2.1 An Introduction to Tags

This section covers the video “Your First Tags” by mcmonkey4eva.

Table of Contents

Before We Start

You were already exposed to tags in Section 1.3, as all of the examples there used tags. However, we never quite clarified what they are and what they do. And of course, your question by now should be “What are tags, and what can they do?

First, let’s prepare for the upcoming example. Start your server and log in. When you’re in your server and are ready to do some live Denizen testing, come back here and continue this tutorial.

For now, let’s look at this example:

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myscript:
    type: task
    script:
    - narrate "Hello world!"
    - narrate "Hello, player!"

Figure 2.1.1 A simple task script

Put this script in the ./scripts/ folder and load it by using the command /denizen reload scripts. With that, you can run this script quickly and simply by using the command /ex run myscript in-game.

If you followed the steps above, you would probably get “Hello world!” and “Hello, player!” in your chat. But what if we wanted to replace “player” with your username instead? Would that not be great (and also a really basic feature of any scripting language made for Minecraft servers)? You know the answer to this question already: Use tags!

Using Tags

Tags are defined by relevant text between the less than symbol < and the greater than symbol > (we’ll refer to these two symbols as tag marks). For example, <player.name> is a tag that returns some player’s name. In the context of our example, it will return your username.

But nothing’s worth believing without seeing, so let’s put it to the test. You can use this example:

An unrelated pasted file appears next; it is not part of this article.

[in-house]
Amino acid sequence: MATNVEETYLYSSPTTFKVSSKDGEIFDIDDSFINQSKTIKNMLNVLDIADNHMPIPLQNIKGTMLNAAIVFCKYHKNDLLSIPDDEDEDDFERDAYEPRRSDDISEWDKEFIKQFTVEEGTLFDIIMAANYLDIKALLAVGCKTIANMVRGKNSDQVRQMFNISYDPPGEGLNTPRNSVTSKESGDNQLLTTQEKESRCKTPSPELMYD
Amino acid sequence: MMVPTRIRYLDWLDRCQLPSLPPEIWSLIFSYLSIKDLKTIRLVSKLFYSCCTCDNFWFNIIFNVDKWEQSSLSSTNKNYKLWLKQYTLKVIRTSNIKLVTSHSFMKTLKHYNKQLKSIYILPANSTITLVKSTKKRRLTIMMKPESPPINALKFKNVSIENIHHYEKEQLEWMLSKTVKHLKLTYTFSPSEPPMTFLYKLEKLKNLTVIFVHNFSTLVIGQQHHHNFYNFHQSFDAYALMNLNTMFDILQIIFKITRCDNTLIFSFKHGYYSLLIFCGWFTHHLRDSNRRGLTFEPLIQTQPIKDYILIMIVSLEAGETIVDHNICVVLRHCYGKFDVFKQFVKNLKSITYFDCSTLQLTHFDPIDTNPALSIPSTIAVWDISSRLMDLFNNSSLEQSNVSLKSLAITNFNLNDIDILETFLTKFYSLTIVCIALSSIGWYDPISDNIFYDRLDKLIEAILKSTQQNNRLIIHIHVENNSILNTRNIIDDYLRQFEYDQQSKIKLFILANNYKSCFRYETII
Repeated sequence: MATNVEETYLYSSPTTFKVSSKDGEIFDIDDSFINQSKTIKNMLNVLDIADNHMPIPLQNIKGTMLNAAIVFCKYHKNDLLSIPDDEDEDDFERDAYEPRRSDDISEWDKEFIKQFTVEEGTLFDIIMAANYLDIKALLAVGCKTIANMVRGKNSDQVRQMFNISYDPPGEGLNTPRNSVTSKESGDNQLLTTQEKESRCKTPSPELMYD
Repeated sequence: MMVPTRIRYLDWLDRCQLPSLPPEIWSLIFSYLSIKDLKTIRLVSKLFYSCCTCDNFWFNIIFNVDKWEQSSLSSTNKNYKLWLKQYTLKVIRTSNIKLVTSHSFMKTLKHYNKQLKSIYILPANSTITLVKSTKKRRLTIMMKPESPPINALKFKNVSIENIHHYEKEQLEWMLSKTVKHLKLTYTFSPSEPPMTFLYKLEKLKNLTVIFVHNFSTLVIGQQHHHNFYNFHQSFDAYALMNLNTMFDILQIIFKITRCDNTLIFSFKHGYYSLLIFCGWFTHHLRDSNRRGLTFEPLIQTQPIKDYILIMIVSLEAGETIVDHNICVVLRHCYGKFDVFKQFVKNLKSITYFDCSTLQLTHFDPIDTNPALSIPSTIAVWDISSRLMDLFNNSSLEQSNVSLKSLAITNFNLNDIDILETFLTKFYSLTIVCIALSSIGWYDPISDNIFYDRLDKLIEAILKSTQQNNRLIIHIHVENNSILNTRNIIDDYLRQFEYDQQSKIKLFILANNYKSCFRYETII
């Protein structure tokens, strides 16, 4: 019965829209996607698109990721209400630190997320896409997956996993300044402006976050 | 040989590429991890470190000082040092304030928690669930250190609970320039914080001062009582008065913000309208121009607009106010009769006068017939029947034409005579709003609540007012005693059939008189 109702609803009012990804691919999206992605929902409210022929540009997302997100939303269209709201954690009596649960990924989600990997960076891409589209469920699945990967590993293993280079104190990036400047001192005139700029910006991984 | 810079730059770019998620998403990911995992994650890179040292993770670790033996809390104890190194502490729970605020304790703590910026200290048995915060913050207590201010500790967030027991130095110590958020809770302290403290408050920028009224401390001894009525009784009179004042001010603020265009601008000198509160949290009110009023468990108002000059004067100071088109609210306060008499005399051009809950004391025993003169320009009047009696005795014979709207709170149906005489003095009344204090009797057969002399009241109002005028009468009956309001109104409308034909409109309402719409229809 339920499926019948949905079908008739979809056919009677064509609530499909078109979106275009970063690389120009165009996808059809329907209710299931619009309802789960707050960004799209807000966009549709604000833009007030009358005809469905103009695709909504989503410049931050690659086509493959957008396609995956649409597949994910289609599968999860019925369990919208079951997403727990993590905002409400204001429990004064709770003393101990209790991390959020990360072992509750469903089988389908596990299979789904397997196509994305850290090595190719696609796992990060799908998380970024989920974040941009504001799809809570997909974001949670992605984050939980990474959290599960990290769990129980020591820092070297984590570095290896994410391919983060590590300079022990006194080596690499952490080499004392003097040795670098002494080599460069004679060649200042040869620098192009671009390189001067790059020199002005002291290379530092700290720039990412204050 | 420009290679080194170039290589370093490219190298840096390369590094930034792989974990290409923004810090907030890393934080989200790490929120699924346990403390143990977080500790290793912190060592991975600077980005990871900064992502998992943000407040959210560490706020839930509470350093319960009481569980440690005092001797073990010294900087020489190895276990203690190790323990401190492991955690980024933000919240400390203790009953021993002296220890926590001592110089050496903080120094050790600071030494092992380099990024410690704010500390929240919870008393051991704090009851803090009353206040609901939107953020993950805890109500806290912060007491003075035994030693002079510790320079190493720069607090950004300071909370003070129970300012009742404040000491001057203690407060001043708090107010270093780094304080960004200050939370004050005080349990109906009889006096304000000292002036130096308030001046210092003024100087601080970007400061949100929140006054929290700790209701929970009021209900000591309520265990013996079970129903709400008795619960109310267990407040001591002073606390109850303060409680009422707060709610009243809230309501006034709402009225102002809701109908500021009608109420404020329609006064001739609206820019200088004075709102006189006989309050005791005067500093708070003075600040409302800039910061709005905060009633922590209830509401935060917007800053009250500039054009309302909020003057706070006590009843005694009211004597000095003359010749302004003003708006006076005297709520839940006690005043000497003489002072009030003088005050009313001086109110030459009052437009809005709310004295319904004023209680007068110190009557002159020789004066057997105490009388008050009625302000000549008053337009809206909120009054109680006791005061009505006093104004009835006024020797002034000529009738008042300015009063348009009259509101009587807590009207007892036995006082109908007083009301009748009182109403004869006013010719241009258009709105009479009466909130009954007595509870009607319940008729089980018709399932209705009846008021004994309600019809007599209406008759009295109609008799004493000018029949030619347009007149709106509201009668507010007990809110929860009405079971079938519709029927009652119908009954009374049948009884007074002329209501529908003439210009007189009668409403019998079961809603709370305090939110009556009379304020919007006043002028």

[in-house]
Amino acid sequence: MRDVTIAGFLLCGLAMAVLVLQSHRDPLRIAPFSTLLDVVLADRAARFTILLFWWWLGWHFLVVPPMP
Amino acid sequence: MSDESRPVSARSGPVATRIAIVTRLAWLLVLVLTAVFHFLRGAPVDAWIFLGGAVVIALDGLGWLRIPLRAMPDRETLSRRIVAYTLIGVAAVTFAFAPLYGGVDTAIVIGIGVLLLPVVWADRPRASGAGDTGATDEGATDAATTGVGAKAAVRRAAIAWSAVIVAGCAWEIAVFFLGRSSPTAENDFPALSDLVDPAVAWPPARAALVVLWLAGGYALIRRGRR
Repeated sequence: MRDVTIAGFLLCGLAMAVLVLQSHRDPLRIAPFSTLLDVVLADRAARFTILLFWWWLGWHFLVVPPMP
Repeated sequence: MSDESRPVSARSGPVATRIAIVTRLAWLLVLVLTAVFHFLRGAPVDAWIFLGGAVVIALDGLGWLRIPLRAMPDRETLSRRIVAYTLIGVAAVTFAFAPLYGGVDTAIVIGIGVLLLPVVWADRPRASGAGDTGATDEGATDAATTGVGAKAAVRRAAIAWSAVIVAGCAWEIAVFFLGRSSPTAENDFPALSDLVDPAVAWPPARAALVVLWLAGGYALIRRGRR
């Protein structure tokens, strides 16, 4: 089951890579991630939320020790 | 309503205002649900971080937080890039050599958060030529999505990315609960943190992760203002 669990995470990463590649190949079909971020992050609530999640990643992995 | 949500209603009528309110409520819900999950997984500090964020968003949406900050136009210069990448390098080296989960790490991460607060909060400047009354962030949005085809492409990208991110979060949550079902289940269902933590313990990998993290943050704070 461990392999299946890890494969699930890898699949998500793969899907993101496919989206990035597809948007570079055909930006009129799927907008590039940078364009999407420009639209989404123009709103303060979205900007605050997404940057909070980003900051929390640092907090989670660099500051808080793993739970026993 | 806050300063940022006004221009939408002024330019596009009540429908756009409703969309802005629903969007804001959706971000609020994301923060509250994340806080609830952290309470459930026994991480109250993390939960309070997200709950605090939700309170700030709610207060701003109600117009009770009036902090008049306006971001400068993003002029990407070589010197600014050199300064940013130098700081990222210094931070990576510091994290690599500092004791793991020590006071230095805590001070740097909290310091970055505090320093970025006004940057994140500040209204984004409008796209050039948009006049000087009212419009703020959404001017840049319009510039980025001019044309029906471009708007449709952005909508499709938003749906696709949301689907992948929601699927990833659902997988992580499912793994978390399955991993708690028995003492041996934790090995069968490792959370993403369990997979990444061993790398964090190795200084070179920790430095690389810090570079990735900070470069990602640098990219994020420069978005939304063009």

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myscript:
    type: task
    script:
    - narrate "Hello world!"
    - narrate "Hello, <player.name>!"

Figure 2.1.2 A simple task script that uses a tag

When you put this in your ./scripts/ folder and run the script, you should get “Hello world!” and “Hello, YOUR_USERNAME!” It worked, thanks to tags!

Tags are a way to automatically fill in information in a script. As mentioned above, <player.name> is filled in with the player’s name (in the context of the example, your username). But tags can do much more than just give back some unchanging bit of text. For example, let’s say we want a random number from 1 to 5. How can we accomplish this?

We can use the tag <util.random.int[1].to[5]>. If you doubt it, we can always test it! Let’s use this script as our example:

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myscript:
    type: task
    script:
    - narrate "Hello world!"
    - narrate "Hello, <player.name>!"
    - narrate "Your lucky number is <util.random.int[1].to[5]>"

Figure 2.1.3 A simple task script with a random number tag

If you load this script into your server, you should get random selected numbers from 1 to 5 each time you run the script. Hurrah!

In [TODO: ADD SECTION REFERENCE], we will cover more on how tags are read. If you want to look up a full list of tags, you can hop on over to our Discord server and start by using !t SEARCH_TERM (for example, !t player.name). Alternatively, you can see the full list of tags at the official documentation site’s tag page.